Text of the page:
The diagram below shows the parabola \(y=x^2\) and a circle with centre \((0,2)\) just ‘resting’ on the parabola. By ‘resting’ we mean that the circle and parabola are tangential to each other at the points \(A\) and \(B\).

- Let \((x,y)\) be a point on the parabola such that \(x \ne 0\). Show that the gradient of the line joining this point to the centre of the circle is given by \[\frac{x^2-2}{x}.\]

The line segment joining the point \((x,x^2)\) and the centre of the circle \(C=(0,2)\) will have gradient \[\frac{x^2 - 2}{x - 0} = \frac{x^2 - 2}{x}.\] (Note that \(x \ne 0\), so we are not dividing by zero.)

- With the help of the result from the first part, or otherwise, show that the coordinates of \(B\) are given by \[\left(\sqrt{\frac{3}{2}},\frac{3}{2} \right).\]

For the circle to be tangent to the parabola at \(B\), the radius through \(B\) and the tangent to the parabola at \(B\) must be perpendicular.

Suppose \(B\) has coordinates \((b,b^2)\). Then the gradient of the parabola (and circle) at \(B\) is equal to \(2b\) (by differentiating the equation \(y=x^2\)).

We know the gradient of the radius through \(B\) from part (i), so we must have \[\frac{b^2 - 2}{b} =\frac{-1}{2b}\] (as perpendicular gradients multiply to \(-1\), which is the same as saying that one is the negative reciprocal of the other).

We can solve this by multiplying by \(2b\) to get \[2b^2 - 4 = -1,\] so \(b=\pm\sqrt{\dfrac{3}{2}}\). Since we must have \(b>0\) (from the diagram), we obtain \(b=\sqrt{\dfrac{3}{2}}\) and \(b^2 = \dfrac{3}{2}\), as required.

- Show that the area of the sector of the circle enclosed by the radius to \(A\), the minor arc \(AB\) and the radius to \(B\) is equal to \[\frac{7}{4} \cos^{-1} \left( \frac{1}{\sqrt{7}} \right) .\]

We draw on a right-angled triangle to help us here:

The square of the radius \(CB\) is \[r^2=\left(\sqrt{\frac{3}{2}}\right)^2+\left(\frac{3}{2}-2\right)^2= \frac{7}{4}\] and so the area of the circle is \(\pi r^2 = \dfrac{7}{4} \pi\).

The angle \(\theta\) is given by \[\cos\theta=\frac{2-\frac{3}{2}}{\sqrt{\frac{7}{4}}}=\frac{\frac{1}{2}}{\frac{1}{2}\sqrt{7}}=\frac{1}{\sqrt{7}}\] so \(\theta=\cos^{-1}(1/\sqrt{7})\).

The area of the sector is given by \(\dfrac{1}{2}r^2(2\theta)\), as the angle \(\angle ACB\) is \(2\theta\) by symmetry. Using our value of \(r^2\), we get \[\text{area}=\frac{1}{2}\times\frac{7}{4}\times2\cos^{-1}\left(\frac{1}{\sqrt{7}}\right)=\frac{7}{4}\cos^{-1}\left(\frac{1}{\sqrt{7}}\right)\] as required.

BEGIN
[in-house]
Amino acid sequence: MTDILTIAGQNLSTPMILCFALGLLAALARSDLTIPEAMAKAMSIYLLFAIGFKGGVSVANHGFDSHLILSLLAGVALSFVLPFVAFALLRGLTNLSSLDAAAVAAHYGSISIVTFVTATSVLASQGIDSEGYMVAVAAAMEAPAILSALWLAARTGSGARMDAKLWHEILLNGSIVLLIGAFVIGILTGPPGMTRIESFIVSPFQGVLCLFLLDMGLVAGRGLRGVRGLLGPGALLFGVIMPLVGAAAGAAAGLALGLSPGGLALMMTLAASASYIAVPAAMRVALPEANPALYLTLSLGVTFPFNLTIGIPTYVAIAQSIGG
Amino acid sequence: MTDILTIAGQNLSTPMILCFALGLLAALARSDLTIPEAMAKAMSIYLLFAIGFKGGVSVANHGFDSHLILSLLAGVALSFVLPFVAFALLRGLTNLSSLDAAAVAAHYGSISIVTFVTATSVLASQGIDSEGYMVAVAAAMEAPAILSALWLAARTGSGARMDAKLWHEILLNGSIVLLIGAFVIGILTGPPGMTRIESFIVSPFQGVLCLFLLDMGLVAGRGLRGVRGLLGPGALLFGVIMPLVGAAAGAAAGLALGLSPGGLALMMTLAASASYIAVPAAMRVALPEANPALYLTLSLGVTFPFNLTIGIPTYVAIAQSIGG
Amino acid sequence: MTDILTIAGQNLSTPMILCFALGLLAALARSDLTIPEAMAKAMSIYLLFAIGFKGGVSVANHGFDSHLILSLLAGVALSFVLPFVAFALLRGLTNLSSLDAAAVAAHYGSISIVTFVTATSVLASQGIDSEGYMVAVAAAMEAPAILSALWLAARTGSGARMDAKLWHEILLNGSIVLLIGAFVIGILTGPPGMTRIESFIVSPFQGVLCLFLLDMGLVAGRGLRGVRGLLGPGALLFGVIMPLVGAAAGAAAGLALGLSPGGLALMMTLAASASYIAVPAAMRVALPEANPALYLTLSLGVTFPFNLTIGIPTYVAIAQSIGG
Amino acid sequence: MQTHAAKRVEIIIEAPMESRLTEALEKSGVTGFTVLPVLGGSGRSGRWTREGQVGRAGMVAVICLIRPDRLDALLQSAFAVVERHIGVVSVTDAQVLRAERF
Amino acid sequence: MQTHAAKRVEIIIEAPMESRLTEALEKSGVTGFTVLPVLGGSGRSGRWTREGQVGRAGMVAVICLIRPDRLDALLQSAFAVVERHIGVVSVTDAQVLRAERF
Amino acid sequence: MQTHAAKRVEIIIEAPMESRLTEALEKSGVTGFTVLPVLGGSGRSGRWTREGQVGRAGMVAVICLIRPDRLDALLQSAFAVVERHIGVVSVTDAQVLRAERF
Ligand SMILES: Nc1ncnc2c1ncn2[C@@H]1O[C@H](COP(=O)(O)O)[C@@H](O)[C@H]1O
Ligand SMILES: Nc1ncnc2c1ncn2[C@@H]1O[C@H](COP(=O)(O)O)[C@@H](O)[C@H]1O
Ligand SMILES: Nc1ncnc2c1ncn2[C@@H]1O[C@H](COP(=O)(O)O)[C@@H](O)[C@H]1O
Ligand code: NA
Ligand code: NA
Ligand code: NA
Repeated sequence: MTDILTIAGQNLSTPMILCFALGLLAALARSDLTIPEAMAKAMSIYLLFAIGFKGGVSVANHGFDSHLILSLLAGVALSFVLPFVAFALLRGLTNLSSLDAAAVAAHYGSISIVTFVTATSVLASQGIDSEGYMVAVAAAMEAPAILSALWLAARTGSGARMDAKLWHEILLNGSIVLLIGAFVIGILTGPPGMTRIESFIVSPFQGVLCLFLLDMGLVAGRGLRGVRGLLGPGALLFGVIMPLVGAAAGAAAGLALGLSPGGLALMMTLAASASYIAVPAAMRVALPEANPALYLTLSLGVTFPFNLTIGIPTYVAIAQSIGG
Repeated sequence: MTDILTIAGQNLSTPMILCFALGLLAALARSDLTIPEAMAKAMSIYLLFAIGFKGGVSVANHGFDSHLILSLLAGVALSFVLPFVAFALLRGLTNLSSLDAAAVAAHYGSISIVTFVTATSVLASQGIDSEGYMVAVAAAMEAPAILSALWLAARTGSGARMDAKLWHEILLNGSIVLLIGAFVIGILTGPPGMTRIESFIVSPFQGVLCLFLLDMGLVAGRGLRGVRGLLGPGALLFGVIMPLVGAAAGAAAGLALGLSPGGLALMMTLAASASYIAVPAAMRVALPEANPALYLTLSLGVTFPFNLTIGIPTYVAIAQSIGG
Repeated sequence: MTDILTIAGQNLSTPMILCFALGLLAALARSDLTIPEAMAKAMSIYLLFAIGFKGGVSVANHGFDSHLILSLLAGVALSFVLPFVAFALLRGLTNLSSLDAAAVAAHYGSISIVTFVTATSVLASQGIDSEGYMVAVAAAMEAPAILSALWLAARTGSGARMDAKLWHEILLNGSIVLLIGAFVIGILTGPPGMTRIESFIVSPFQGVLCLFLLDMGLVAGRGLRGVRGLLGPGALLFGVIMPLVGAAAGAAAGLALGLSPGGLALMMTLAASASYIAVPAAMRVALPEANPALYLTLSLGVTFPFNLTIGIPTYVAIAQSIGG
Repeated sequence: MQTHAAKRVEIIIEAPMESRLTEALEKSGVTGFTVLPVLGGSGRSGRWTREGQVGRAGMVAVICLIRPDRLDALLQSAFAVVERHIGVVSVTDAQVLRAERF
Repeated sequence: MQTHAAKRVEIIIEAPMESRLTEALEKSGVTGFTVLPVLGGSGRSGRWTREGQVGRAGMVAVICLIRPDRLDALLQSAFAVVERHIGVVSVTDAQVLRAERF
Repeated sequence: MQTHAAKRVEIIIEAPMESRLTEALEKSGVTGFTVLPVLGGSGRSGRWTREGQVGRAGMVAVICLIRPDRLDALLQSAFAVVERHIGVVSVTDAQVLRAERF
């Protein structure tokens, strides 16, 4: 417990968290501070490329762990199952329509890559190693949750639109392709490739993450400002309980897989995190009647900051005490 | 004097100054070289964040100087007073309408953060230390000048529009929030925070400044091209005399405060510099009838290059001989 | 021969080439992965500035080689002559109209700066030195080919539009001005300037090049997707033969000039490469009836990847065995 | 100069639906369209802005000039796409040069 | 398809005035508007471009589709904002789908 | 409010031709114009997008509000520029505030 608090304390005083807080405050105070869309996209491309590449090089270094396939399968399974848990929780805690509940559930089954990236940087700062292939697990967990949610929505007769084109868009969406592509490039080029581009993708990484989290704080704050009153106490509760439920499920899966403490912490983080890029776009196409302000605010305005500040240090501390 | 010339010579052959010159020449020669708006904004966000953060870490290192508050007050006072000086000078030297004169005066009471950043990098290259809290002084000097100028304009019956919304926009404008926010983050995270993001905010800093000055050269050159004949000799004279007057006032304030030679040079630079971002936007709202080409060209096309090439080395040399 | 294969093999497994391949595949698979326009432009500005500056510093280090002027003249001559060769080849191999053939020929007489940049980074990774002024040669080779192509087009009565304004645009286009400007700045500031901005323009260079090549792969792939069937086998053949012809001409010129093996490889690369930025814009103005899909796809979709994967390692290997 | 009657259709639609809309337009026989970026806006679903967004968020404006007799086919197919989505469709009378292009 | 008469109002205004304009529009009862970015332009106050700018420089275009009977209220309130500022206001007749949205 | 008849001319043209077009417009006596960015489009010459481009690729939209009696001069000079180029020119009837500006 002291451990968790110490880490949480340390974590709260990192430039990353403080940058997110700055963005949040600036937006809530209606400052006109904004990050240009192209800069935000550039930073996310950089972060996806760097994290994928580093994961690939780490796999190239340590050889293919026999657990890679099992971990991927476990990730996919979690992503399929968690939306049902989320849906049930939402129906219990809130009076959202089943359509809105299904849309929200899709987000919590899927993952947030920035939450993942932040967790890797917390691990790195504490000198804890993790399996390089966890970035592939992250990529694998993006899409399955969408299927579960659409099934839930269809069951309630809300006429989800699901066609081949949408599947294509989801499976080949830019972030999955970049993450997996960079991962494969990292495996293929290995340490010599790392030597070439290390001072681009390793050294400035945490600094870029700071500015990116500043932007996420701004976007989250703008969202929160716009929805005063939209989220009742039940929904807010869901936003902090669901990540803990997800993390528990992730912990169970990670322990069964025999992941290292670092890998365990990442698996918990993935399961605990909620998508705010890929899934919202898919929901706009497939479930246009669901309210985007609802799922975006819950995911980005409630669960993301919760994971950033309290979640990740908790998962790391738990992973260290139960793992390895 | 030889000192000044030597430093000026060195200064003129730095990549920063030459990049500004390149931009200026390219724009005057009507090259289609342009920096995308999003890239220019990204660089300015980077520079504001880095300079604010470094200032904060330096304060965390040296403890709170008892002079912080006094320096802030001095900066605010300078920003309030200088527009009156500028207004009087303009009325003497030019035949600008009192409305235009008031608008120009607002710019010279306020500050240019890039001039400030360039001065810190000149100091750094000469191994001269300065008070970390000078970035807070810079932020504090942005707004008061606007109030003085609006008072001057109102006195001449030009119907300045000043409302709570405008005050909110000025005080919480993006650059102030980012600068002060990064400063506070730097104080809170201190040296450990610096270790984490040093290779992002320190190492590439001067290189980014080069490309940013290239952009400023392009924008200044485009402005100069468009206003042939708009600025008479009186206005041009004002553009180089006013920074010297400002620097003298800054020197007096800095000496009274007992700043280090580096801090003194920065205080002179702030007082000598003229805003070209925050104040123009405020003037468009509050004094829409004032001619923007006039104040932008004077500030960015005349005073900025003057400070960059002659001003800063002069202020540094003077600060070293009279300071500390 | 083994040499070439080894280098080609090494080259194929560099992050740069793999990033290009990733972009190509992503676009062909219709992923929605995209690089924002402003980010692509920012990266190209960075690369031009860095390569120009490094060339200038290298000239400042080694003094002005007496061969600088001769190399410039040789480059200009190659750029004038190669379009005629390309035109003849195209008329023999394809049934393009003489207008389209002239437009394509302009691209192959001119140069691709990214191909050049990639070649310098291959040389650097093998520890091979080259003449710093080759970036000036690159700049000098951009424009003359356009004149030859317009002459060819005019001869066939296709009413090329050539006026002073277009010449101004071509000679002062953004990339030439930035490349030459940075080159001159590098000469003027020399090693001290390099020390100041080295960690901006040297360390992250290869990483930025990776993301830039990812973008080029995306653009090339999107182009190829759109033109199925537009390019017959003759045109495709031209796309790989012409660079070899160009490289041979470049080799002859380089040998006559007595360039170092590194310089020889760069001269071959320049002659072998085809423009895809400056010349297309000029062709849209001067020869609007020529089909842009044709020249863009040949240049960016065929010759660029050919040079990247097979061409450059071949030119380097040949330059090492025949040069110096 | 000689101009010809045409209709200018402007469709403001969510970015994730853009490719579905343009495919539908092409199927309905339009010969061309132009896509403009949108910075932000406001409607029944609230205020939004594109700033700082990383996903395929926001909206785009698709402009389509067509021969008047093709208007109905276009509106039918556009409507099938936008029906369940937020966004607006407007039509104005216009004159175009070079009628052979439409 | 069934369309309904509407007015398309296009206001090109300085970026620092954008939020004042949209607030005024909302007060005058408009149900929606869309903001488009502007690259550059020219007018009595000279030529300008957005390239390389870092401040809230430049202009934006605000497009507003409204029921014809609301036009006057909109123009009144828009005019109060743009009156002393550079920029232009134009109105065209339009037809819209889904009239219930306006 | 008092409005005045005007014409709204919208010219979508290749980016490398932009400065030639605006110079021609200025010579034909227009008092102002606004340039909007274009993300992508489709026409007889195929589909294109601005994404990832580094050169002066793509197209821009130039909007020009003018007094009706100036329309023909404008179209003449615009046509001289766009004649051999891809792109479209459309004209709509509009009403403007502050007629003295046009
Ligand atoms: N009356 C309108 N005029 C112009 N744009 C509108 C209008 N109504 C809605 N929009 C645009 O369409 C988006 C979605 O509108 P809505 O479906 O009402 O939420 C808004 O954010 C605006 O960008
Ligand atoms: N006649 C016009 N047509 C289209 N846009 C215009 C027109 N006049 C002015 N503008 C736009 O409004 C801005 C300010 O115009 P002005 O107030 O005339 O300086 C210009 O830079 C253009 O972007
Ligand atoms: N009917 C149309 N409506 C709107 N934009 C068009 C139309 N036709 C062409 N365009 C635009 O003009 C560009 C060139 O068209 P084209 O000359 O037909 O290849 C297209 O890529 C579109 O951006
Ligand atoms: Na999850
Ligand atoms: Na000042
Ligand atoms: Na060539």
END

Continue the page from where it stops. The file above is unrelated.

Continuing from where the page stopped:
- Suppose now that a circle with centre \((0,a)\) is resting on the parabola, where \(a > 0\). Find the range of values of \(a\) for which the circle and parabola touch at two distinct points.

We now need to think about a new diagram:

We consider an equation similar to that in part (ii), except with \(2\) replaced with a more general \(a\): \[\frac{b^2 - a}{b} =\frac{-1}{2b}.\] The solutions of this equation will be the intersections of the circle and parabola, and they will have the same gradient at these points, so the two will just touch.

We multiply by \(b\) and rearrange the equation to get \[b^2=a-\frac{1}{2},\] which has two distinct real solutions if and only if \(a>\dfrac{1}{2}\).

- Let \(r\) be the radius of a circle with centre \((0,a)\) that is resting on the parabola. Express \(a\) as a function of \(r\), distinguishing between the cases in which the circle is, and is not, in contact with the vertex of the parabola.

If \(0<a\le \dfrac{1}{2}\), then we know from part (iv) that the circle is resting on the vertex of the parabola, since it does not touch it in two places. In this case, it is clear that as the circle passes through \((0,0)\) and has its centre at \((0,a)\), its radius must be \(a\), so \(a=r\).

If \(a>\dfrac{1}{2}\), then there are two distinct points of contact, and we have \[r^2=b^2+(b^2-a)^2,\] where \(b\) is given by the formula in part (iv): \[b^2=a-\frac{1}{2}.\] Substituting this in, we find that \[\begin{align*} r^2&{}=\left(a-\frac{1}{2}\right)+\left(a-\frac{1}{2}-a\right)^2\\ &{}=a-\frac{1}{2}+\frac{1}{4}\\ &{}=a-\frac{1}{4} \end{align*}\]so that \[a=r^2+\frac{1}{4}.\]

As a check, when \(r=\dfrac{1}{2}\), which is the boundary between the two cases, the second formula gives \[a=\frac{1}{4}+\frac{1}{4}=\frac{1}{2}=r,\] which is the same answer as given by the first formula.